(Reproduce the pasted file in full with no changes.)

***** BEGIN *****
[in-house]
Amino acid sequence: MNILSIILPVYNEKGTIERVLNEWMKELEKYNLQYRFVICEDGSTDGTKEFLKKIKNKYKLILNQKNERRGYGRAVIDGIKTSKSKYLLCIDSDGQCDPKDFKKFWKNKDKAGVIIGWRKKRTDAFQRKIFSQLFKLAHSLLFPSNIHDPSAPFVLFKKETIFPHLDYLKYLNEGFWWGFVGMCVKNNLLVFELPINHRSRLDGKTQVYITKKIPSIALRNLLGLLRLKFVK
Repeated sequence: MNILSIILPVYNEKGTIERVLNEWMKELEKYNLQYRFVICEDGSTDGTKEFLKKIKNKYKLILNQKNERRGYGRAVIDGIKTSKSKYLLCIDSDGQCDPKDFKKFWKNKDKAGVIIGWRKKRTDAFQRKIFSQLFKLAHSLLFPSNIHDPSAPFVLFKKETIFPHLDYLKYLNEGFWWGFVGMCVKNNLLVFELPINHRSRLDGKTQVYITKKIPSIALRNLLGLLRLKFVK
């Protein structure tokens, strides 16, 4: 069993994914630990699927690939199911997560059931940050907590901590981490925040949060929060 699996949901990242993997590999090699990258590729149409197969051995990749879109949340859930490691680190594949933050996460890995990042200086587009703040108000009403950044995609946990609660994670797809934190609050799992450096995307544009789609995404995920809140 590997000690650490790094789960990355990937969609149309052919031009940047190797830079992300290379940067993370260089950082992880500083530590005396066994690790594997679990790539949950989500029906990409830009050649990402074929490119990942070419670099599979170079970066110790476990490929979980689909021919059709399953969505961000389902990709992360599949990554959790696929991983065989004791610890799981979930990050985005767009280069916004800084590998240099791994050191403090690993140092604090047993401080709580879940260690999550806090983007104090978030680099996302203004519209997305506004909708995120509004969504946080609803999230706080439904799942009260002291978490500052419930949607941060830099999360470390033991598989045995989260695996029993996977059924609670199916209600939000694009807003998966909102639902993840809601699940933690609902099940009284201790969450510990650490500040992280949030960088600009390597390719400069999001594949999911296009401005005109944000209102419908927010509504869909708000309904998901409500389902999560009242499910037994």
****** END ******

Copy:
[in-house]
Amino acid sequence: MNILSIILPVYNEKGTIERVLNEWMKELEKYNLQYRFVICEDGSTDGTKEFLKKIKNKYKLILNQKNERRGYGRAVIDGIKTSKSKYLLCIDSDGQCDPKDFKKFWKNKDKAGVIIGWRKKRTDAFQRKIFSQLFKLAHSLLFPSNIHDPSAPFVLFKKETIFPHLDYLKYLNEGFWWGFVGMCVKNNLLVFELPINHRSRLDGKTQVYITKKIPSIALRNLLGLLRLKFVK
Repeated sequence: MNILSIILPVYNEKGTIERVLNEWMKELEKYNLQYRFVICEDGSTDGTKEFLKKIKNKYKLILNQKNERRGYGRAVIDGIKTSKSKYLLCIDSDGQCDPKDFKKFWKNKDKAGVIIGWRKKRTDAFQRKIFSQLFKLAHSLLFPSNIHDPSAPFVLFKKETIFPHLDYLKYLNEGFWWGFVGMCVKNNLLVFELPINHRSRLDGKTQVYITKKIPSIALRNLLGLLRLKFVK
């Protein structure tokens, strides 16, 4: 069993994914630990699927690939199911997560059931940050907590901590981490925040949060929060 699996949901990242993997590999090699990258590729149409197969051995990749879109949340859930490691680190594949933050996460890995990042200086587009703040108000009403950044995609946990609660994670797809934190609050799992450096995307544009789609995404995920809140 590997000690650490790094789960990355990937969609149309052919031009940047190797830079992300290379940067993370260089950082992880500083530590005396066994690790594997679990790539949950989500029906990409830009050649990402074929490119990942070419670099599979170079970066110790476990490929979980689909021919059709399953969505961000389902990709992360599949990554959790696929991983065989004791610890799981979930990050985005767009280069916004800084590998240099791994050191403090690993140092604090047993401080709580879940260690999550806090983007104090978030680099996302203004519209997305506004909708995120509004969504946080609803999230706080439904799942009260002291978490500052419930949607941060830099999360470390033991598989045995989260695996029993996977059924609670199916209600939000694009807003998966909102639902993840809601699940933690609902099940009284201790969450510990650490500040992280949030960088600009390597390719400069999001594949999911296009401005005109944000209102419908927010509504869909708000309904998901409500389902999560009242499910037994």